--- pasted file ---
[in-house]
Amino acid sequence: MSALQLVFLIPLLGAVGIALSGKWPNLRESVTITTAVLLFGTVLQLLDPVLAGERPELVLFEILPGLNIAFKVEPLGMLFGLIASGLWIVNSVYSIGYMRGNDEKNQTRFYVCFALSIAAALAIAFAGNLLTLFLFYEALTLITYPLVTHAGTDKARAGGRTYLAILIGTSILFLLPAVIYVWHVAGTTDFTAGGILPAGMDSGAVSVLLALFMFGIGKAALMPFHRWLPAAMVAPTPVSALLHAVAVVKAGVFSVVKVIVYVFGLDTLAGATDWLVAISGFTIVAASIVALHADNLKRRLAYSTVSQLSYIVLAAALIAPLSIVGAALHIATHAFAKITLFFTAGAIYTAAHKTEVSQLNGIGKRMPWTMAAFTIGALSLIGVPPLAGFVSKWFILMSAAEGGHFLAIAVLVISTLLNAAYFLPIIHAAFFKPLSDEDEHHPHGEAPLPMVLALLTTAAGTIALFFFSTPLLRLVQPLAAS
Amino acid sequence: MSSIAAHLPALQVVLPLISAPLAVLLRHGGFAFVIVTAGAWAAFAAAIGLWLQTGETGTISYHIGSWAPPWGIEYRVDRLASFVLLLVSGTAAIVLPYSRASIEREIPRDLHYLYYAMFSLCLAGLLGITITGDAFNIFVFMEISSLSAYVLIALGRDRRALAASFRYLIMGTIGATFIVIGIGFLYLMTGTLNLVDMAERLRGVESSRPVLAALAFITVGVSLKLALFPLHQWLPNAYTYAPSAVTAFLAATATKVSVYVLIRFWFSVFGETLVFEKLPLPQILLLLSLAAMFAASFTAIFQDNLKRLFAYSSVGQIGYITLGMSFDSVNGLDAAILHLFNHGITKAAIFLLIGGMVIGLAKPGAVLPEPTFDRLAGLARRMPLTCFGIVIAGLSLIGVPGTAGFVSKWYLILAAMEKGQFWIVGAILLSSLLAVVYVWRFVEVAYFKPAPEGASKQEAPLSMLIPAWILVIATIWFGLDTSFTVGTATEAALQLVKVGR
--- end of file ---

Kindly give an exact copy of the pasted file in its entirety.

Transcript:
[in-house]
Amino acid sequence: MSALQLVFLIPLLGAVGIALSGKWPNLRESVTITTAVLLFGTVLQLLDPVLAGERPELVLFEILPGLNIAFKVEPLGMLFGLIASGLWIVNSVYSIGYMRGNDEKNQTRFYVCFALSIAAALAIAFAGNLLTLFLFYEALTLITYPLVTHAGTDKARAGGRTYLAILIGTSILFLLPAVIYVWHVAGTTDFTAGGILPAGMDSGAVSVLLALFMFGIGKAALMPFHRWLPAAMVAPTPVSALLHAVAVVKAGVFSVVKVIVYVFGLDTLAGATDWLVAISGFTIVAASIVALHADNLKRRLAYSTVSQLSYIVLAAALIAPLSIVGAALHIATHAFAKITLFFTAGAIYTAAHKTEVSQLNGIGKRMPWTMAAFTIGALSLIGVPPLAGFVSKWFILMSAAEGGHFLAIAVLVISTLLNAAYFLPIIHAAFFKPLSDEDEHHPHGEAPLPMVLALLTTAAGTIALFFFSTPLLRLVQPLAAS
Amino acid sequence: MSSIAAHLPALQVVLPLISAPLAVLLRHGGFAFVIVTAGAWAAFAAAIGLWLQTGETGTISYHIGSWAPPWGIEYRVDRLASFVLLLVSGTAAIVLPYSRASIEREIPRDLHYLYYAMFSLCLAGLLGITITGDAFNIFVFMEISSLSAYVLIALGRDRRALAASFRYLIMGTIGATFIVIGIGFLYLMTGTLNLVDMAERLRGVESSRPVLAALAFITVGVSLKLALFPLHQWLPNAYTYAPSAVTAFLAATATKVSVYVLIRFWFSVFGETLVFEKLPLPQILLLLSLAAMFAASFTAIFQDNLKRLFAYSSVGQIGYITLGMSFDSVNGLDAAILHLFNHGITKAAIFLLIGGMVIGLAKPGAVLPEPTFDRLAGLARRMPLTCFGIVIAGLSLIGVPGTAGFVSKWYLILAAMEKGQFWIVGAILLSSLLAVVYVWRFVEVAYFKPAPEGASKQEAPLSMLIPAWILVIATIWFGLDTSFTVGTATEAALQLVKVGR